During the summer, both pastors of Cornerstone Presbyterian Church, other staff and parishioners from many churches gather in Oak Park for Worship in the Park. Trucks make food for those attending and everyone can listen to music and unwind.
To reach out to the teen members, they held a youth group that turned into a community supper for everyone on Wednesday nights. Frueh estimated that about 115 people attend.
“It’s (the adults’) social hour,” Oster explained. “They get to have supper after work when they get off work around 5 p.m. I look forward to it.”
During those Wednesday night gatherings, both pastors are down talking to everyone, not standing up at the pulpit.
In the spring months, the youth group picks up trash that had spent the winter frozen in a snow bank or had just been transported by the wind in the neighborhood near Roosevelt Elementary School. They pick up several pounds of garbage trying to keep the area clean.
Teens usually find movies appealing, so Frueh and Oster started doing what they call “movie outreaches.” They put on a movie that has a Christian message, have a chili feed and popcorn, and it’s open to the public.
Instead of watching a movie to pass along a message, Pastor Janet Mathistad of Bethany Lutheran Church in Minot organizes what she called “a reader’s theater.” Church members are cast and they present a play. It isn’t like a traditional play where the cast would have to memorize their lines. It’s a little more laid back where they can read from the script.
“It’s more of a conversation than a sermon,” Mathistad said.
They only do the reader’s theater during Lent, all the way up until Easter.
Their youth group also meets on Wednesday nights, with some contemporary instruments like Cornerstone Presbyterian Church. Young musicians play the guitar, flute and others. The members of the Bethany Lutheran youth group sometimes help put bags together to donate to Backpack Buddies, purchase and donate food to Minot State University’s food pantry and serve turkey dinners to the congregation for some special occasions.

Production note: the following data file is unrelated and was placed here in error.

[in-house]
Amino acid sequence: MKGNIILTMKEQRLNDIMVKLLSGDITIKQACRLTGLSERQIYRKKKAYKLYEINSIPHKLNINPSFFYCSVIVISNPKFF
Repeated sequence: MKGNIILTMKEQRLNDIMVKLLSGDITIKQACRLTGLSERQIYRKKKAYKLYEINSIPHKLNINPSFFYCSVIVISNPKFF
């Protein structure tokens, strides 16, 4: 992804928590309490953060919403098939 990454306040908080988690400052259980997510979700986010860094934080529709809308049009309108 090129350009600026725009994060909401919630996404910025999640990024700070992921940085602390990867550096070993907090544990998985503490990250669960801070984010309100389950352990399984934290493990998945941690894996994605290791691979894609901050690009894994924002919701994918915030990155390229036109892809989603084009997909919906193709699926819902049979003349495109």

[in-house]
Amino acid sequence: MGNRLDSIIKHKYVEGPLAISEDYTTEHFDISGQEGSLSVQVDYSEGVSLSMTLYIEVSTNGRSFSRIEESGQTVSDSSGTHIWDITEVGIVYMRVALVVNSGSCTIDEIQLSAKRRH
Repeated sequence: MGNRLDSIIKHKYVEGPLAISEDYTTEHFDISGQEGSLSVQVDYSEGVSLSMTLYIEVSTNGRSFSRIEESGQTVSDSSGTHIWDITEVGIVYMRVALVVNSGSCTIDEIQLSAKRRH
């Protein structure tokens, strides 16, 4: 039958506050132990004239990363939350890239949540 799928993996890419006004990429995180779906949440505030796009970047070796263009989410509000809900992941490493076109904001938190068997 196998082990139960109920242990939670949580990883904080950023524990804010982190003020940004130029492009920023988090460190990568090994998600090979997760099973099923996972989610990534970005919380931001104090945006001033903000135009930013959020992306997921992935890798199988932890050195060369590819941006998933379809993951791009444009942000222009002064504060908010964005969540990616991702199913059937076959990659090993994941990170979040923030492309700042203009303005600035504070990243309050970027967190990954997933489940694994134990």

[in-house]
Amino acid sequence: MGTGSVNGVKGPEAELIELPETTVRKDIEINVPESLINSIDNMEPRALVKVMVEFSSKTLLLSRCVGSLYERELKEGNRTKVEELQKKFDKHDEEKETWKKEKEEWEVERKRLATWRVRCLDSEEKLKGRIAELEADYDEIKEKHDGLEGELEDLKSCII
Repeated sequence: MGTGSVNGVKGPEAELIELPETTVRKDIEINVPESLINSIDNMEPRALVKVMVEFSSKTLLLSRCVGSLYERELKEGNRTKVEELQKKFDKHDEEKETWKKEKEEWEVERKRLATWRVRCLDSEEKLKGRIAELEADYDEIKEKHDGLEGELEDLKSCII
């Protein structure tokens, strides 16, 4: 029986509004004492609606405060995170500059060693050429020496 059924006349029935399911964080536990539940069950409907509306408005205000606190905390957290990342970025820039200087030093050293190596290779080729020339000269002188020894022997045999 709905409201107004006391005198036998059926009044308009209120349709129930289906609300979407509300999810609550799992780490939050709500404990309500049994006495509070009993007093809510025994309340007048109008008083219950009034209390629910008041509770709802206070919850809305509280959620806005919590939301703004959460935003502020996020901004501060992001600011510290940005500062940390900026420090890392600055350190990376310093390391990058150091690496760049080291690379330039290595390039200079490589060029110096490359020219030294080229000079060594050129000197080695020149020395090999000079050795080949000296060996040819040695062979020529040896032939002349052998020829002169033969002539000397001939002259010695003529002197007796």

A unique technological feature that Bethany Lutheran put in place is an online church directory that only members can access. It is password protected. Mathistad said that it’s a lot easier than using the printed directories, to update photos for members, and to add new members.
Technology is making new advances every day and has been deeply integrated into society. With these changes, all three of these churches do livestreams of its services and upload them to its social media accounts for people to view later. They understand some members of its respective churches do not have access to transportation or other factors which may prevent them from attending the service in person.
St. Leo’s, Cornerstone Presbyterian and Bethany Lutheran all have Facebook pages for its own church. St. Leo’s and Cornerstone Presbyterian also have Instagram to give updates on what’s happening.
Each church has its own individual websites, giving names of staff members, mass times, contact information, recorded services and much more.
Some of the oldest churches in Minot are making the changes necessary to “stay with the times” and making services more readily available to others. Getting out into the community is important, making connections, building relationships with others and having fun. By staying connected with the people of Minot, it has the potential to become an even better place.